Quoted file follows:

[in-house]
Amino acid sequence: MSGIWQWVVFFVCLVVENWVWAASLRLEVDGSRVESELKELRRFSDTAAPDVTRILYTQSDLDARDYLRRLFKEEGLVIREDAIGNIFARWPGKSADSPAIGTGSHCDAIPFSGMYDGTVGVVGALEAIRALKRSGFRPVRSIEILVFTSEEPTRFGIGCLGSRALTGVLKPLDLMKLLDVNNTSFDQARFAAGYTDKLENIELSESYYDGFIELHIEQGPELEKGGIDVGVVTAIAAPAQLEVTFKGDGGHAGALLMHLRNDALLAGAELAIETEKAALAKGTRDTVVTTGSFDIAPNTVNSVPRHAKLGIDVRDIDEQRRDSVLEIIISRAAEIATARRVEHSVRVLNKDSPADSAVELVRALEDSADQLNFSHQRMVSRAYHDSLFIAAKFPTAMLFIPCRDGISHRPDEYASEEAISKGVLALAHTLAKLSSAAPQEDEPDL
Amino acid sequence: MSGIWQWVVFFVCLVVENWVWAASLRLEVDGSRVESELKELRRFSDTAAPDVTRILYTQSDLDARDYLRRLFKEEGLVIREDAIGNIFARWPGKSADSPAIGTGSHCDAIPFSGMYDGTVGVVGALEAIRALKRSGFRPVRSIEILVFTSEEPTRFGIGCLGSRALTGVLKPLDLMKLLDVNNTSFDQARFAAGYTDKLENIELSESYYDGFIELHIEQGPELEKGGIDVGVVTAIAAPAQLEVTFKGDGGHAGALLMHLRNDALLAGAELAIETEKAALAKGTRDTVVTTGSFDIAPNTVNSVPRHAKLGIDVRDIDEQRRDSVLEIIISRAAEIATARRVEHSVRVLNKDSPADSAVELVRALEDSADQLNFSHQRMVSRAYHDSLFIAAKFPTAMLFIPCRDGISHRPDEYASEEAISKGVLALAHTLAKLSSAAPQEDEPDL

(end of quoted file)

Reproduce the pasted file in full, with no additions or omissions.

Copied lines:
[in-house]
Amino acid sequence: MSGIWQWVVFFVCLVVENWVWAASLRLEVDGSRVESELKELRRFSDTAAPDVTRILYTQSDLDARDYLRRLFKEEGLVIREDAIGNIFARWPGKSADSPAIGTGSHCDAIPFSGMYDGTVGVVGALEAIRALKRSGFRPVRSIEILVFTSEEPTRFGIGCLGSRALTGVLKPLDLMKLLDVNNTSFDQARFAAGYTDKLENIELSESYYDGFIELHIEQGPELEKGGIDVGVVTAIAAPAQLEVTFKGDGGHAGALLMHLRNDALLAGAELAIETEKAALAKGTRDTVVTTGSFDIAPNTVNSVPRHAKLGIDVRDIDEQRRDSVLEIIISRAAEIATARRVEHSVRVLNKDSPADSAVELVRALEDSADQLNFSHQRMVSRAYHDSLFIAAKFPTAMLFIPCRDGISHRPDEYASEEAISKGVLALAHTLAKLSSAAPQEDEPDL
Amino acid sequence: MSGIWQWVVFFVCLVVENWVWAASLRLEVDGSRVESELKELRRFSDTAAPDVTRILYTQSDLDARDYLRRLFKEEGLVIREDAIGNIFARWPGKSADSPAIGTGSHCDAIPFSGMYDGTVGVVGALEAIRALKRSGFRPVRSIEILVFTSEEPTRFGIGCLGSRALTGVLKPLDLMKLLDVNNTSFDQARFAAGYTDKLENIELSESYYDGFIELHIEQGPELEKGGIDVGVVTAIAAPAQLEVTFKGDGGHAGALLMHLRNDALLAGAELAIETEKAALAKGTRDTVVTTGSFDIAPNTVNSVPRHAKLGIDVRDIDEQRRDSVLEIIISRAAEIATARRVEHSVRVLNKDSPADSAVELVRALEDSADQLNFSHQRMVSRAYHDSLFIAAKFPTAMLFIPCRDGISHRPDEYASEEAISKGVLALAHTLAKLSSAAPQEDEPDL